Thursday, November 18, 2021

Thursday, November 18, 2021 10:14 am by Cristina in , , , , , , ,    No comments
Rutland Herald recommends books to be read in pairs such as
Jane Eyre
by Charlotte Brontë
Widely regarded as one of the classic romance novels, as well as one of the earliest feminist novels. Brontë tells the tale of a young woman who overcomes a series of obstacles on her own terms instead of being “saved” by a man. One of the obstacles is that her fiance, Mr. Rochester, is already married, although his first wife has gone mad and is confined to the attic, which is where the next book picks up.
Wide Sargasso Sea
by Jean Rhys
Rhys’ book, one of my very favorites over many years, is an answer to Brontë. It tells the tale of Antoinette Cosway, Rochester’s first wife, who he married in the Caribbean before his return to Britain, and who exists only as a plot point in Jane Eyre. In Rhys’ book, Cosway is driven mad by her forced dislocation from her Caribbean home to English society, where she is not welcomed or even accepted. (Randal Smathers)
Digital Journal features writer Linda Habib who
enjoyed a thirty-three-year career in New York City schools moving from Manhattan to the Bronx. Among her favorite books to teach were Jane Eyre, Ethan Frome, Their Eyes Were Watching God, The Bluest Eye, The House on Mango Street, and Things Fall Apart. (Markos Papadatos)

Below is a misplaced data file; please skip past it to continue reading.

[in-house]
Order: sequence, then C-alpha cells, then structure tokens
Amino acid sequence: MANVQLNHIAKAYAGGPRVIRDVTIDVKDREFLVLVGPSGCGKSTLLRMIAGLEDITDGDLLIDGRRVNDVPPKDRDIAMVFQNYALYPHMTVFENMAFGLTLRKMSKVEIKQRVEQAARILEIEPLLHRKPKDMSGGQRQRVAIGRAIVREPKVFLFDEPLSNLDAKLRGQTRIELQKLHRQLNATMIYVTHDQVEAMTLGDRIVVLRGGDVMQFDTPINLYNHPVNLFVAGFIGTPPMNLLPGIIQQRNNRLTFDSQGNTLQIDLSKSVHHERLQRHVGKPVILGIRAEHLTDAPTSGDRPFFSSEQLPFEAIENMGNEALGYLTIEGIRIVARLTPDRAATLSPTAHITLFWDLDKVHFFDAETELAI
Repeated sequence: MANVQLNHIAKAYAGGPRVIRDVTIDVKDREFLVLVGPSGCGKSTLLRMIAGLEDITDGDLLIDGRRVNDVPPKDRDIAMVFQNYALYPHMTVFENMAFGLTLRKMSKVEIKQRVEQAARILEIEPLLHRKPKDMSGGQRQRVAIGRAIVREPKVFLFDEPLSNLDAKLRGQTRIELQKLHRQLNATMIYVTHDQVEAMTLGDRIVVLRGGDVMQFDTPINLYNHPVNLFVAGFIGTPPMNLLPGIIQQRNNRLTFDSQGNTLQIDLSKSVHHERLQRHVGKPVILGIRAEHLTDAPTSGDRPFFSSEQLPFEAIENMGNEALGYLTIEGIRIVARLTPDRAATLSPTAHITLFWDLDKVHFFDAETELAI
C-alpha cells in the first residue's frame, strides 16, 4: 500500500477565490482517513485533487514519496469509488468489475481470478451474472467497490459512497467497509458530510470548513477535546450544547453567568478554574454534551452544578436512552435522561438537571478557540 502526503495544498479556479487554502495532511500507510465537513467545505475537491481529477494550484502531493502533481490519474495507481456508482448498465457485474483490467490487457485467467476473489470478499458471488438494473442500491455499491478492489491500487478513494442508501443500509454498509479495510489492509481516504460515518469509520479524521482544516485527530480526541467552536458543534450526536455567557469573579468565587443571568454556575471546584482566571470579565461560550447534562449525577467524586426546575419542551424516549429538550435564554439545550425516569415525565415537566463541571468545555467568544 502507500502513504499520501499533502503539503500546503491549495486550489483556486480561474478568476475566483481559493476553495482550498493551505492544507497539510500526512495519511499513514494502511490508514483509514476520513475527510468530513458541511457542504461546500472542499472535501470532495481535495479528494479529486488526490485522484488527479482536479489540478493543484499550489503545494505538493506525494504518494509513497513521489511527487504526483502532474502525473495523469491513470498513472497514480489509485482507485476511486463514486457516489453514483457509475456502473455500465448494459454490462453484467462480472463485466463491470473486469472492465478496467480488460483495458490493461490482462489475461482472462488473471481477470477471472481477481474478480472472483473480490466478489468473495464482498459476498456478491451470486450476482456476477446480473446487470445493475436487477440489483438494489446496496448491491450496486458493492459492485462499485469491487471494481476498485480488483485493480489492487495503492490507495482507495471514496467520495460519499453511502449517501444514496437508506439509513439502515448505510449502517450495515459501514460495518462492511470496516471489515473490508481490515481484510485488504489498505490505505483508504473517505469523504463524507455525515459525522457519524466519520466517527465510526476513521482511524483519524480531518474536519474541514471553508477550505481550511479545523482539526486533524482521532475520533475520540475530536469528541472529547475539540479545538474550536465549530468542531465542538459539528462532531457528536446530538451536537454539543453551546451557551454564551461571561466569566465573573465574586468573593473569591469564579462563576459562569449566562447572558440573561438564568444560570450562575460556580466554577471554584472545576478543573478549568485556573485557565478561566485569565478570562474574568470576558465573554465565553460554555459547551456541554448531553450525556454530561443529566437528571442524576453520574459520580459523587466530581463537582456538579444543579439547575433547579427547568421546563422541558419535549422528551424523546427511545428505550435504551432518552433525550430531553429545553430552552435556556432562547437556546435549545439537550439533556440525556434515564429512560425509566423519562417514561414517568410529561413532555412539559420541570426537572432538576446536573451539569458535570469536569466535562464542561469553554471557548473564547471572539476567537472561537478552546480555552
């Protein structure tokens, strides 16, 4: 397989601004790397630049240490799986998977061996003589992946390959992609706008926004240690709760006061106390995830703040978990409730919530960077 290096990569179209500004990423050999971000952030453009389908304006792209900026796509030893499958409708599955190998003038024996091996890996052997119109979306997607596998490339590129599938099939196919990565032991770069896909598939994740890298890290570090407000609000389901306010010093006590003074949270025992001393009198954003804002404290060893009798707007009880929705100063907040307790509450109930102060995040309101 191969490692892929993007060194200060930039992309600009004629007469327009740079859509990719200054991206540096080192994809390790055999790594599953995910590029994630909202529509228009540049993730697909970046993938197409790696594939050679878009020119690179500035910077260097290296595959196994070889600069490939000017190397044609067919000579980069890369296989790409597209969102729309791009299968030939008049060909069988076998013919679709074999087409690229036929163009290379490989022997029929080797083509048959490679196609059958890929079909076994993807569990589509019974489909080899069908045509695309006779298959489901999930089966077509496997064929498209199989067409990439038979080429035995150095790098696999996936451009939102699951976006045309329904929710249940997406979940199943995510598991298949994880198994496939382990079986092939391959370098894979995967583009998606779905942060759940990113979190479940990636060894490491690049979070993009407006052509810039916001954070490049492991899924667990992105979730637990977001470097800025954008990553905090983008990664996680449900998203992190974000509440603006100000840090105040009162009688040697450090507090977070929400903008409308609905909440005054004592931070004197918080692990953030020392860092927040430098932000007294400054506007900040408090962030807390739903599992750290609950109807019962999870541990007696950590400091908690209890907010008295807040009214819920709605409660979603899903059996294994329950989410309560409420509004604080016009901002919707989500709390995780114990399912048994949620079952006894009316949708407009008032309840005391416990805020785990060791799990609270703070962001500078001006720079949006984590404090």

Financial Times reviews Cécile McLorin Salvant's show at the EFG London Jazz Festival.
And then “The Unquiet Grave”, sung authentically as a Scottish lament, segued into Kate Bush’s “Wuthering Heights”, which was utterly transformed. (Mike Hobart)
The Digital Bits reviews the Blu-ray edition of the 1941 film Among the Living in which
Reference is made to Jane Eyre and Poe stories such as The Tell-Tale Heart. (Dennis Seuling)
Rhyme & Ribbons reviews Wise Children's Wuthering Heights. Pine Reads Reviews posts about Lauren Blackwood'ss Within These Wicked Walls.


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